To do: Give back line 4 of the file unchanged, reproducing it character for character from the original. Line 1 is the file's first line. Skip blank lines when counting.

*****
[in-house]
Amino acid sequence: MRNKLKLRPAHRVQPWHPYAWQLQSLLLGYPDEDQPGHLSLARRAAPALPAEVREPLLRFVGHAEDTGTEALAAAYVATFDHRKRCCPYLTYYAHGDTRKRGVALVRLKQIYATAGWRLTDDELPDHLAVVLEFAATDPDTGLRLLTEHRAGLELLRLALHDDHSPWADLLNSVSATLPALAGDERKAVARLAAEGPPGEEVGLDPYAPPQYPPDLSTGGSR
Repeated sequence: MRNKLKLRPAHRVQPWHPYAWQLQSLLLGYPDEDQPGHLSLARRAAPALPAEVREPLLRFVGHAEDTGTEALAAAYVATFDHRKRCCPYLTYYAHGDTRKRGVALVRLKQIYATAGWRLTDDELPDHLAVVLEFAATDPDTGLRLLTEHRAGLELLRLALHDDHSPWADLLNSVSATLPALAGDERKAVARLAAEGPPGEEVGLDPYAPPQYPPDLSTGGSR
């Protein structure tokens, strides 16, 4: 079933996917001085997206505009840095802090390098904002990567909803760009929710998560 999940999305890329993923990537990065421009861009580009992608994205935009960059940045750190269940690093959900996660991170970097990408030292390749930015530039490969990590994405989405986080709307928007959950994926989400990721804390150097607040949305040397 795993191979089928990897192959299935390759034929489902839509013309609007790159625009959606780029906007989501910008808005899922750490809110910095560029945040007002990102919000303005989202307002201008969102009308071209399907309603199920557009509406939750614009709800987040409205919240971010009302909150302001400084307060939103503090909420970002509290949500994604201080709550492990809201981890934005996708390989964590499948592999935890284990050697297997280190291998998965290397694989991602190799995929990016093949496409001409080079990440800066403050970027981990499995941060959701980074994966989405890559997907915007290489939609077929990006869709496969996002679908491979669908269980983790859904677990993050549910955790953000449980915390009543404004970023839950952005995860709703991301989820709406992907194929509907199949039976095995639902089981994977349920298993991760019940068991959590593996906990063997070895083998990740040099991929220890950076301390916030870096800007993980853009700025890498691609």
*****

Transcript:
């Protein structure tokens, strides 16, 4: 079933996917001085997206505009840095802090390098904002990567909803760009929710998560 999940999305890329993923990537990065421009861009580009992608994205935009960059940045750190269940690093959900996660991170970097990408030292390749930015530039490969990590994405989405986080709307928007959950994926989400990721804390150097607040949305040397 795993191979089928990897192959299935390759034929489902839509013309609007790159625009959606780029906007989501910008808005899922750490809110910095560029945040007002990102919000303005989202307002201008969102009308071209399907309603199920557009509406939750614009709800987040409205919240971010009302909150302001400084307060939103503090909420970002509290949500994604201080709550492990809201981890934005996708390989964590499948592999935890284990050697297997280190291998998965290397694989991602190799995929990016093949496409001409080079990440800066403050970027981990499995941060959701980074994966989405890559997907915007290489939609077929990006869709496969996002679908491979669908269980983790859904677990993050549910955790953000449980915390009543404004970023839950952005995860709703991301989820709406992907194929509907199949039976095995639902089981994977349920298993991760019940068991959590593996906990063997070895083998990740040099991929220890950076301390916030870096800007993980853009700025890498691609």